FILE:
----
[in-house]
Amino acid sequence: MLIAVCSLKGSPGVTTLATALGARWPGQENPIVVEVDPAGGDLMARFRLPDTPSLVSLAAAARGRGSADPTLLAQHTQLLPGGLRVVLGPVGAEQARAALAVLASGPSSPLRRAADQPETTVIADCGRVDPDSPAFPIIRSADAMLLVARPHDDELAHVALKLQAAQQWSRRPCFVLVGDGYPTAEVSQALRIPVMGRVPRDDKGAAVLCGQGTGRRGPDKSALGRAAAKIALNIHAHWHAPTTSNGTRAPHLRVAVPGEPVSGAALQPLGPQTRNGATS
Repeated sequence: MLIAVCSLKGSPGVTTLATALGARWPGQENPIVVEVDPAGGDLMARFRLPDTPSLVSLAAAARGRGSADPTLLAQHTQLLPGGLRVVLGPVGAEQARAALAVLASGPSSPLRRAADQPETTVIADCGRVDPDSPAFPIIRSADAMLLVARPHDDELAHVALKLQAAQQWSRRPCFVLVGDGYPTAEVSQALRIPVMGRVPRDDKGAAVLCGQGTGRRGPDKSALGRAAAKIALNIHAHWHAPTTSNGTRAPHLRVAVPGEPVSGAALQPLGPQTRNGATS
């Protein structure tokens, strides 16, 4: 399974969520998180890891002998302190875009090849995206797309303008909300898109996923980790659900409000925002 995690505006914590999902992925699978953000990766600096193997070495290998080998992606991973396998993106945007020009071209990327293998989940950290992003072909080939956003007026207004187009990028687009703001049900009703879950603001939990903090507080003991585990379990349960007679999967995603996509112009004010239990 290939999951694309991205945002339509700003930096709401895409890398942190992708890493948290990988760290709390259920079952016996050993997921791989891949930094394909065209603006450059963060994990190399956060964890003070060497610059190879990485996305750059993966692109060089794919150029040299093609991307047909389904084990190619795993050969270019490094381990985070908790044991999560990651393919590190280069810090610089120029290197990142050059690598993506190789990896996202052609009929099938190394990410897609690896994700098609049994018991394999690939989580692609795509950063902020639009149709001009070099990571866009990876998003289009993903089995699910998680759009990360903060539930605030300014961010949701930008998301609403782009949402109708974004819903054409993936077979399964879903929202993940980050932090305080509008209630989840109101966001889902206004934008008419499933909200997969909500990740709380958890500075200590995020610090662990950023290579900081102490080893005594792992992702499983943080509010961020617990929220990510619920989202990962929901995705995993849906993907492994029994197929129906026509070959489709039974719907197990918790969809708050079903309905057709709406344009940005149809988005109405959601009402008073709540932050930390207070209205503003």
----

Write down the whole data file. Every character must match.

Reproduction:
[in-house]
Amino acid sequence: MLIAVCSLKGSPGVTTLATALGARWPGQENPIVVEVDPAGGDLMARFRLPDTPSLVSLAAAARGRGSADPTLLAQHTQLLPGGLRVVLGPVGAEQARAALAVLASGPSSPLRRAADQPETTVIADCGRVDPDSPAFPIIRSADAMLLVARPHDDELAHVALKLQAAQQWSRRPCFVLVGDGYPTAEVSQALRIPVMGRVPRDDKGAAVLCGQGTGRRGPDKSALGRAAAKIALNIHAHWHAPTTSNGTRAPHLRVAVPGEPVSGAALQPLGPQTRNGATS
Repeated sequence: MLIAVCSLKGSPGVTTLATALGARWPGQENPIVVEVDPAGGDLMARFRLPDTPSLVSLAAAARGRGSADPTLLAQHTQLLPGGLRVVLGPVGAEQARAALAVLASGPSSPLRRAADQPETTVIADCGRVDPDSPAFPIIRSADAMLLVARPHDDELAHVALKLQAAQQWSRRPCFVLVGDGYPTAEVSQALRIPVMGRVPRDDKGAAVLCGQGTGRRGPDKSALGRAAAKIALNIHAHWHAPTTSNGTRAPHLRVAVPGEPVSGAALQPLGPQTRNGATS
């Protein structure tokens, strides 16, 4: 399974969520998180890891002998302190875009090849995206797309303008909300898109996923980790659900409000925002 995690505006914590999902992925699978953000990766600096193997070495290998080998992606991973396998993106945007020009071209990327293998989940950290992003072909080939956003007026207004187009990028687009703001049900009703879950603001939990903090507080003991585990379990349960007679999967995603996509112009004010239990 290939999951694309991205945002339509700003930096709401895409890398942190992708890493948290990988760290709390259920079952016996050993997921791989891949930094394909065209603006450059963060994990190399956060964890003070060497610059190879990485996305750059993966692109060089794919150029040299093609991307047909389904084990190619795993050969270019490094381990985070908790044991999560990651393919590190280069810090610089120029290197990142050059690598993506190789990896996202052609009929099938190394990410897609690896994700098609049994018991394999690939989580692609795509950063902020639009149709001009070099990571866009990876998003289009993903089995699910998680759009990360903060539930605030300014961010949701930008998301609403782009949402109708974004819903054409993936077979399964879903929202993940980050932090305080509008209630989840109101966001889902206004934008008419499933909200997969909500990740709380958890500075200590995020610090662990950023290579900081102490080893005594792992992702499983943080509010961020617990929220990510619920989202990962929901995705995993849906993907492994029994197929129906026509070959489709039974719907197990918790969809708050079903309905057709709406344009940005149809988005109405959601009402008073709540932050930390207070209205503003």